Lesser known CSS quirks & advanced tips

Lesser known CSS quirks & advanced tips” is a collection of some really weird CSS features and behaviors.  These are good to know, as sometimes they can shed some light on strange results or help with implementation of a particular design feature, where no other options are applicable.

Markdown Here – a browser extension for quick Markdown

Markdown Here Screenshot.

Markdown Here is a browser extension (for all sorts of browsers too) that enables quick and easy rendering of the Markdown text into the HTML.  This works well in a number of scenarios – Gmail email composition, WordPress post editing, and a few other.

Alt-texts: The Ultimate Guide

Daniel Göransson, a web developer with vision impairment, put together this ultimate guide to the image alt texts.  Unlike all the keyword stuffing SEO guides, his focuses on making alt texts useful for people who are using screen readers and other assisting technologies.

If you’ve never browsed the web with a screen reader switched on, this guide is the next best thing for you to understand the issues and make your sites better.

Don’t Design Your Emails

I do hate HTML emails with passion.  They are always too heavy, often bloated, render horrible, and just plain annoying.  I miss the old good days, when email clients were warning users that their signature was too long, spanning more than 4 lines.  Today, everybody is sending out HTML emails whether they need to or not.  Whether it’s for the signatures, corporate branding, or the “marketing value” or the “professional look”.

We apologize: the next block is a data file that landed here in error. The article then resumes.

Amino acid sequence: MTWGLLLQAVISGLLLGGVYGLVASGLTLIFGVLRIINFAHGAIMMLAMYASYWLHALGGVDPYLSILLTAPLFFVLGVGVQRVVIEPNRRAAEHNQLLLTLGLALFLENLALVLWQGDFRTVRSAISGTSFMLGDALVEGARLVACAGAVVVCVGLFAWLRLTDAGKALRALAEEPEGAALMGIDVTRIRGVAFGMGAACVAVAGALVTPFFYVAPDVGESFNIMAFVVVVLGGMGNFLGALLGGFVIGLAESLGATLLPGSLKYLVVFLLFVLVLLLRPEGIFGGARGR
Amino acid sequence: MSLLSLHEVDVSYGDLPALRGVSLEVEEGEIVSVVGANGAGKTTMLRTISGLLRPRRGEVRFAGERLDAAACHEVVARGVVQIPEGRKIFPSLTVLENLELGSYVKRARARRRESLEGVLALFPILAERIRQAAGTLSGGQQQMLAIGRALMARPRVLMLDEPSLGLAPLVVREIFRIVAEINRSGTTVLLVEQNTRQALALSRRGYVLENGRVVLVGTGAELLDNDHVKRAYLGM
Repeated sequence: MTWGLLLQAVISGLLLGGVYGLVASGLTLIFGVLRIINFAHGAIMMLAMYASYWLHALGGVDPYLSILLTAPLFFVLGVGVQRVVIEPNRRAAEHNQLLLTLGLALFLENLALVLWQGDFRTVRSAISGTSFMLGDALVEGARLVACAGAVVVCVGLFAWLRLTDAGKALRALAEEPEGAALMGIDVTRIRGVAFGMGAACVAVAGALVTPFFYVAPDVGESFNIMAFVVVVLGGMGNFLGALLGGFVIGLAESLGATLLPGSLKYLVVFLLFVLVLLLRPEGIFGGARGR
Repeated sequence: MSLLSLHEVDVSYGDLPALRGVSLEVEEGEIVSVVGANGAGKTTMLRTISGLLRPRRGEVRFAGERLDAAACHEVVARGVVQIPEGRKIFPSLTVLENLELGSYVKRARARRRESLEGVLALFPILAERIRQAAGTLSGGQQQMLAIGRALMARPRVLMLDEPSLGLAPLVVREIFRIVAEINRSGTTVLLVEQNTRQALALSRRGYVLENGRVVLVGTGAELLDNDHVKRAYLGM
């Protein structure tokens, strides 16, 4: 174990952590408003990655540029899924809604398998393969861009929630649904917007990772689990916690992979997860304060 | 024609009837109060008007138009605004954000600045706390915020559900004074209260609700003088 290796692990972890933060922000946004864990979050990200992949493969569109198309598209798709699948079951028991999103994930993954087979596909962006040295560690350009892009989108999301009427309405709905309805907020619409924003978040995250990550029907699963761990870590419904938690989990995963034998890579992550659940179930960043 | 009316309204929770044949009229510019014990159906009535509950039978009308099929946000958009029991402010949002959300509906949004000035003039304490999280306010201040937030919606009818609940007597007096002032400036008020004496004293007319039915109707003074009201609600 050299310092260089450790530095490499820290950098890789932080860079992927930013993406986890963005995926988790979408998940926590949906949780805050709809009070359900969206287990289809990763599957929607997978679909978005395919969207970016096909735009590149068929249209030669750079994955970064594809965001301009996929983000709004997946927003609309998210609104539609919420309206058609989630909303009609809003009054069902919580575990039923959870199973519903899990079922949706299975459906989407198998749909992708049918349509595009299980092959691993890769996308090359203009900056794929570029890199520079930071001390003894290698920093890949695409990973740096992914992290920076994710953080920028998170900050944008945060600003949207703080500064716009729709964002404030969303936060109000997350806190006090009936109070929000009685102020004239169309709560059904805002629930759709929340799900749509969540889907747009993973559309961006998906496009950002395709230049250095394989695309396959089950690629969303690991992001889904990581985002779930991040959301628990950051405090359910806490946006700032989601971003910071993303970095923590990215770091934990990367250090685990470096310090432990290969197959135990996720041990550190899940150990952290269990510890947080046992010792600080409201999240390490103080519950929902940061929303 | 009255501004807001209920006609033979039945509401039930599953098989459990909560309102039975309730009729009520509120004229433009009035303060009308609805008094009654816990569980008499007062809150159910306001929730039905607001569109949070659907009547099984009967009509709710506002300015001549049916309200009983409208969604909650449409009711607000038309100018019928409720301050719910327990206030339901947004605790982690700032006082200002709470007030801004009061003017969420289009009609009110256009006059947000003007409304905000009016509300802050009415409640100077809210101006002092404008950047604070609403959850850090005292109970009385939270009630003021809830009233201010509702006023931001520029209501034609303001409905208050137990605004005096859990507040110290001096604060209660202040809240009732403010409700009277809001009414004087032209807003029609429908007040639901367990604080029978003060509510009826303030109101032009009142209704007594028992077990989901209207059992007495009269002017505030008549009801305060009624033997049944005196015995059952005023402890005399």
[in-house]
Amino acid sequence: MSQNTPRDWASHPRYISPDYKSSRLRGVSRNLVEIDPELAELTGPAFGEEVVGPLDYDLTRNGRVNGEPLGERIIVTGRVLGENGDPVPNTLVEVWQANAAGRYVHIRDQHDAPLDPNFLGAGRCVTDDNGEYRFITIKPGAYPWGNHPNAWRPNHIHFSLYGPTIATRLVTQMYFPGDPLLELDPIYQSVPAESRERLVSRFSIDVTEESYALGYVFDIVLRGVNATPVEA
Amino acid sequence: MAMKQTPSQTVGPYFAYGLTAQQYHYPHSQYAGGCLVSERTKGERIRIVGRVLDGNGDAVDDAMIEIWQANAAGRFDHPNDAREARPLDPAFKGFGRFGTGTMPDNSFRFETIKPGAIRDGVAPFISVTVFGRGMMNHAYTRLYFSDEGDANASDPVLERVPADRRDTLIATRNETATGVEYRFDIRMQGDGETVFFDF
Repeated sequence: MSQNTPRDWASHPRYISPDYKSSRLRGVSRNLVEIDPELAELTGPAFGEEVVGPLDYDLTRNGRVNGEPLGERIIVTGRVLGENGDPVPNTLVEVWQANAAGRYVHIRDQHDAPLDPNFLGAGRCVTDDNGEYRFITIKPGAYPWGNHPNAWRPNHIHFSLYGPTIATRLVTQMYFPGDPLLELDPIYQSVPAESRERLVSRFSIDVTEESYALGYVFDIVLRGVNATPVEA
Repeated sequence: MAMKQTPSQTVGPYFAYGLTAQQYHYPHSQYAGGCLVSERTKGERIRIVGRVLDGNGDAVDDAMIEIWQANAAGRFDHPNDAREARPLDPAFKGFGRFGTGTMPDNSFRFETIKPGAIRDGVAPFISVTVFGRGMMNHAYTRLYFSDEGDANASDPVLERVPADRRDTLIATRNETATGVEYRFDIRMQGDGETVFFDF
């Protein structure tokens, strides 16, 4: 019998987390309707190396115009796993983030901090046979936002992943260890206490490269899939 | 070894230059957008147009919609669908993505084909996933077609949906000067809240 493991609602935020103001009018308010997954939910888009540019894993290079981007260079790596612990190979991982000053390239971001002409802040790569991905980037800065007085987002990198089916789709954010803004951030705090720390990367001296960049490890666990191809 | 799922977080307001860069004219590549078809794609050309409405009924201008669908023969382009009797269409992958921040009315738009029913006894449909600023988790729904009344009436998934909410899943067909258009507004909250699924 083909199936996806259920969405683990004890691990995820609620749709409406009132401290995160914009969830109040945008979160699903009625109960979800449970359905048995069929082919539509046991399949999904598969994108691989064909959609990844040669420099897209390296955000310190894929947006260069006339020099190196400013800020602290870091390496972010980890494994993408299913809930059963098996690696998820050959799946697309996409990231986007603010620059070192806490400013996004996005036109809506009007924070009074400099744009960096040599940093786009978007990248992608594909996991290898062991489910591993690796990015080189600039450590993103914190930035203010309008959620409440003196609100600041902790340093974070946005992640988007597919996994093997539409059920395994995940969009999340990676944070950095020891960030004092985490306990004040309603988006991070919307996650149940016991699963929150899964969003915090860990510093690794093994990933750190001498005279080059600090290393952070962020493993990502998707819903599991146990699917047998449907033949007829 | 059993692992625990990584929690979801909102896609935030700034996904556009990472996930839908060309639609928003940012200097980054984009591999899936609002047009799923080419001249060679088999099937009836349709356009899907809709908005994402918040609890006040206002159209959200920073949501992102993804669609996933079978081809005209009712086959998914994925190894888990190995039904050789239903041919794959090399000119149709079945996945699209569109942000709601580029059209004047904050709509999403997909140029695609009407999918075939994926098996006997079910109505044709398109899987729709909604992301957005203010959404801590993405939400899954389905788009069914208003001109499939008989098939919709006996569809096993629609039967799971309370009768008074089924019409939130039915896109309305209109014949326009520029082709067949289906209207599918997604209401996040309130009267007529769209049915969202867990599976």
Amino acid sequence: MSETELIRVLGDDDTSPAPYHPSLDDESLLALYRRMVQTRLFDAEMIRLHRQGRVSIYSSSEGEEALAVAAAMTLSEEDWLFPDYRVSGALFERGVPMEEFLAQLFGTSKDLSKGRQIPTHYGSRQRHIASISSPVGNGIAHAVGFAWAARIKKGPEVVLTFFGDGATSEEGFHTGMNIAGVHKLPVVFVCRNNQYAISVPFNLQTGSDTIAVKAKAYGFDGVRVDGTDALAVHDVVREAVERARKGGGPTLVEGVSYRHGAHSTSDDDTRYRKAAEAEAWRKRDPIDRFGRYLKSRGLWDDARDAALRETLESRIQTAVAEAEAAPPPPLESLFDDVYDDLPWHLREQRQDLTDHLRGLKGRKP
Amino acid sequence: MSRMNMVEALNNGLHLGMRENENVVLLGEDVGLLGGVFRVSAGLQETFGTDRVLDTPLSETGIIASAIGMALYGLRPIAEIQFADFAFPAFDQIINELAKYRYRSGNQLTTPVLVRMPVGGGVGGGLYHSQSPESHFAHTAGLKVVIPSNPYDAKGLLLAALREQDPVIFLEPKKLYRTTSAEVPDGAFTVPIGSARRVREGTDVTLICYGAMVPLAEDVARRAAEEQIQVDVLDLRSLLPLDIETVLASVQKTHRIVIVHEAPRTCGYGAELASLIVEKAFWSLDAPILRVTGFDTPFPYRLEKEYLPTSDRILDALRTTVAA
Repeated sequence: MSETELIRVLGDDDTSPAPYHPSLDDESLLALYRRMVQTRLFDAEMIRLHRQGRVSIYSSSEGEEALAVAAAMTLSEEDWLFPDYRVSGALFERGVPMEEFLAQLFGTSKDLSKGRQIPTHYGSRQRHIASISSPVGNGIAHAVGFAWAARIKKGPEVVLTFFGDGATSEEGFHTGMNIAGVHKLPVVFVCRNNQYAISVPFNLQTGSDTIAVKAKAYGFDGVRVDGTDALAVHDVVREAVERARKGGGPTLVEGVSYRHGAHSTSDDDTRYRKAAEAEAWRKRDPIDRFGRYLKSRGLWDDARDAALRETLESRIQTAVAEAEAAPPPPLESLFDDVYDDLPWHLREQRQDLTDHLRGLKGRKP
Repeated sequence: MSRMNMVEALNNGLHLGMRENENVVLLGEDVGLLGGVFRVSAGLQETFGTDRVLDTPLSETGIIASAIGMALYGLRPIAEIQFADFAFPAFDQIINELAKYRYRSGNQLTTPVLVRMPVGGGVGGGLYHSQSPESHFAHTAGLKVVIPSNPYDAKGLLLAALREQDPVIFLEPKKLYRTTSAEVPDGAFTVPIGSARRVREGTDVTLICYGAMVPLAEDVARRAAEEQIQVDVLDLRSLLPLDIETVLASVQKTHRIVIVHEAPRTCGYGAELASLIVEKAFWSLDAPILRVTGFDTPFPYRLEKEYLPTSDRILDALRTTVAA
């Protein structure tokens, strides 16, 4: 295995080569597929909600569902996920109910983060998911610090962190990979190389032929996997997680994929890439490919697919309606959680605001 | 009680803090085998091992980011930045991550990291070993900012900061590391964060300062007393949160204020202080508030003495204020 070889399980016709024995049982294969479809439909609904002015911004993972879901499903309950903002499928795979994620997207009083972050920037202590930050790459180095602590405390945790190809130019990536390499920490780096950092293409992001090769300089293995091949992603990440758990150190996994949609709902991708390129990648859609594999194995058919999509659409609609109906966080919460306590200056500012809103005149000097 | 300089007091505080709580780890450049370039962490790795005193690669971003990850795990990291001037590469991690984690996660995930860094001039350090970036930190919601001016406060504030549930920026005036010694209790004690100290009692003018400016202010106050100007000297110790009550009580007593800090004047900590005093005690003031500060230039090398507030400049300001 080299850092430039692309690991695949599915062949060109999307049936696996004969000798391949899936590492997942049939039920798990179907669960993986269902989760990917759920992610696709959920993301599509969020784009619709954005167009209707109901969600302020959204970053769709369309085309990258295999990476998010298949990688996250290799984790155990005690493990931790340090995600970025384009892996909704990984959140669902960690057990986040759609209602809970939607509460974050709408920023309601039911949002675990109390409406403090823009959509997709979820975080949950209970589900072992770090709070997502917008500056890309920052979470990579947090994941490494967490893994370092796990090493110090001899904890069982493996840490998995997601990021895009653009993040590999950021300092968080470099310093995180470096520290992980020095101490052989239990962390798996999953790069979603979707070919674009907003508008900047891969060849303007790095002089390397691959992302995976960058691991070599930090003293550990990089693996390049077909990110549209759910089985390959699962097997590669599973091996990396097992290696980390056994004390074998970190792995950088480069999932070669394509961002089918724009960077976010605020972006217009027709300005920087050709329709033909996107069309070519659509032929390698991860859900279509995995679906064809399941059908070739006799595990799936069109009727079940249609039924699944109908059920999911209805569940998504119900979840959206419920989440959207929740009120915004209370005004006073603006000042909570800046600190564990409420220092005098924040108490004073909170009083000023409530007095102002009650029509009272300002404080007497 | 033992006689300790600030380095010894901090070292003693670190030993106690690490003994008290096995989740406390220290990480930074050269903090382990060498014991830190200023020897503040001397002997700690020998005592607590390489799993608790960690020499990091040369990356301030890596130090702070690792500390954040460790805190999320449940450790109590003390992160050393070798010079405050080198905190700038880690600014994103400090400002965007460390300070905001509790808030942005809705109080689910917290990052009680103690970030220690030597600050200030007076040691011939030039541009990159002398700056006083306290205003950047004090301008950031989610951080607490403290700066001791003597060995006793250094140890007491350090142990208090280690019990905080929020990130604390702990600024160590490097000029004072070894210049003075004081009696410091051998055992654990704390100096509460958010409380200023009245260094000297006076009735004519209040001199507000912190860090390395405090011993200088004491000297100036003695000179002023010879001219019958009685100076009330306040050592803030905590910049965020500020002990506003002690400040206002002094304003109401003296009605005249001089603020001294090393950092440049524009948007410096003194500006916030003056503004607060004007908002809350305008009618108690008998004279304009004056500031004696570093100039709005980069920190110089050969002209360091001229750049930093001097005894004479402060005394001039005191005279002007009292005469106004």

Finally, there is someone on my side of the fence, who actually tested the effects of HTML emails and suggests that plain emails are more efficient even for the marketing purposes.  Read the whole thing – “Don’t Design Your Emails“, especially if you are involved with email marketing.

The plain email—which took no time to design or code—was opened by more recipients and had 3.3x more clicks than the designed email.


The plain, unstyled emails resulted in more opens, clicks, replies, and conversions, every time.

Replies to welcome emails were tripled. Cold emails were getting 30-35% open rates and 3% conversion rates, which is incredible.

Front-End Checklist

This Front-End Checklist is pretty awesome and quite extensive:

The Front-End Checklist is an exhaustive list of all elements you need to have / to test before launching your site / page HTML to production.

It is based on Front-End developers’ years of experience, with the addition from some other open-source checklists.

It goes over generic HTML bits, meta information, web fonts, CSS, images, JavaScript, security, accessibility, performance and more.

The best part is that large parts of this list are pretty easy to automate and integrate with your deployment / continuous delivery tool chain.

Real Favicon Generator

Real Favicon Generator is a handy tool for setting up your website’s favicon properly.  It takes care of both the images (formats, resolutions, etc) and the HTML that you’ll need to include.  With just a few clicks your website will work properly with browsers, operating systems, and mobile applications.